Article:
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It looks like astronaut and tech magnate Mark Shuttleworth's investment in the Ubuntu commercial Linux distribution is about to pay off. Ubuntu is taking off like a rocket, and the sale of Novell to Attachmate plus the higher prices Red Hat is charging for its Enterprise Linux 6 are probably going to fuel Ubuntu's adoption even more in the data centers of the world.

The third Long Term Support release, Ubuntu 10.04, came out in April and seems to have been a turning point for the Ubuntu distribution. With that release, Canonical demonstrated that it could tame the Debian variant of Linux and put together a polished desktop and server operating system with commercial-grade support options like those available through Red Hat and Novell. On the server front, the server variant of the 10.04 LTS release had all of the new or impending x64 processors from Intel and Advanced Micro Devices baked into it as well as a fully integrated variant of the Eucalyptus cloud framework for creating cloudy infrastructure for applications to romp around.

Neil Levine, vice president of corporate services at Canonical, said that the initial LTS release, 6.06, put a stake in the ground, establishing the five-year support guarantee for servers and three-year term for desktops. LTS 8.04 saw a healthy uptake among corporations looking for alternatives to Solaris, RHEL, SUSE Linux Enterprise Server, and even Windows sometimes and proved the quality of the distro that Canonical could bring to market. With the 10.04 LTS release, Canonical proved to companies that the two-year cadence for new LTS releases was real and that Ubuntu could be trusted to run with the big boys.

So how is Canonical doing money-wise now that 10.04 LTS has been out for seven months? Stellar, apparently.

"We see a great, great year financially for my division," Levine told El Reg in an interview. The prior two LTS releases as well as the interim releases are being deployed by programmers and system administrators as companies build out applications - the same way that proprietary minicomputers, Unix machines, and Windows boxes all made their way into the data center in their successive waves over the past three decades. "When people realize they have a hundred servers running Ubuntu, they realize they need a commercial relationship with Canonical."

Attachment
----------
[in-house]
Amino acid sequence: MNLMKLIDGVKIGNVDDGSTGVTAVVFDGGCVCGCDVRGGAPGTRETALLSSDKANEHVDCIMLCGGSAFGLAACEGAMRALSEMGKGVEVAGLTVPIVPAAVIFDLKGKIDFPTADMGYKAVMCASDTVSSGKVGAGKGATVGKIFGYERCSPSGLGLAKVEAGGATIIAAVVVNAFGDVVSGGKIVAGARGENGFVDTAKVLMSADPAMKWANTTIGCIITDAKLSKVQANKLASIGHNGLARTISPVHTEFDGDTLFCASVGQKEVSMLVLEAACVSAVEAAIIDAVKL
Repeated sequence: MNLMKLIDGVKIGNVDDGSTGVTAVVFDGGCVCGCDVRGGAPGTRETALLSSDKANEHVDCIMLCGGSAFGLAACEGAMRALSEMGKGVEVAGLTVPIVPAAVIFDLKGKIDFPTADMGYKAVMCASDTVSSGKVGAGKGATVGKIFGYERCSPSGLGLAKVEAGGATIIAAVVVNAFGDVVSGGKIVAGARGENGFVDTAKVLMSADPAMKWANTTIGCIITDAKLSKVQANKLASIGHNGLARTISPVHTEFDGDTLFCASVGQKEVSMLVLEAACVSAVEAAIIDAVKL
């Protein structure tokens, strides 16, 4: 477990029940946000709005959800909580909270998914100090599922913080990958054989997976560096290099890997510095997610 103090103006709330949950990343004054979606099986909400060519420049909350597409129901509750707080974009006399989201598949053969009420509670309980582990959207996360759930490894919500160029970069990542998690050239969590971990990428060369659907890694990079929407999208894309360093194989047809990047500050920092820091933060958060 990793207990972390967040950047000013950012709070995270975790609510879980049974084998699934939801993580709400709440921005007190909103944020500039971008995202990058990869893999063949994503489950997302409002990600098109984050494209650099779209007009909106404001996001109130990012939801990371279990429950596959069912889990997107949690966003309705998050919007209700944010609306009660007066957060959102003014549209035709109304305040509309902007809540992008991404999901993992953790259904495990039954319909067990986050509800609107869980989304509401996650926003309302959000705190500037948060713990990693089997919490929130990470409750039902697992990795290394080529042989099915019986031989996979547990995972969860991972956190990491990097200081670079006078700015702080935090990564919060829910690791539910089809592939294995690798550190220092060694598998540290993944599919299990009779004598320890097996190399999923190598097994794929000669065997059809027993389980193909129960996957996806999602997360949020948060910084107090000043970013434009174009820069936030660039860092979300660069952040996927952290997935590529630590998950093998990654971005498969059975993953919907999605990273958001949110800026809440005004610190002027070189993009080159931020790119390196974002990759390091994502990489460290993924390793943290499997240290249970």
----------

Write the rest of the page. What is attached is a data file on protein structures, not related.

And thus, for the past three calendar quarters, the number of support contracts for Ubuntu's desktop and server distributions collectively have been doubling each quarter. Levine is projecting a three-fold increase in support revenues at Canonical in the company's current fiscal year, which ends in March 2011. Interestingly, the server revenue stream is growing a lot faster these days than the overall support contract revenue growth, says Levine, and is approaching a 50-50 split.

Server support contracts cost a lot more and are therefore driving that revenue growth. This was the long-term plan that Shuttleworth always had, of course. Step One: Build a Windows alternative for desktops, seed the market with Ubuntu enthusiasts. Step Two: Build a Unix and Windows alternative for servers, seed the market with more enthusiasts. Step Three: Profits!

As you know, Canonical does not put call-home programs in its Ubuntu Server editions, so it actually is clueless how many people are using Ubuntu Server. And being a private company, it is certainly not going to share the revenue numbers and customer counts it has for companies that have bought Ubuntu Server support contracts. But Levine did provide El Reg with some outside data from Netcraft, the Web server counters, to show how Ubuntu is doing at least as well as El Reg's world-famous PARIS Vulture 1 paper spaceplane.

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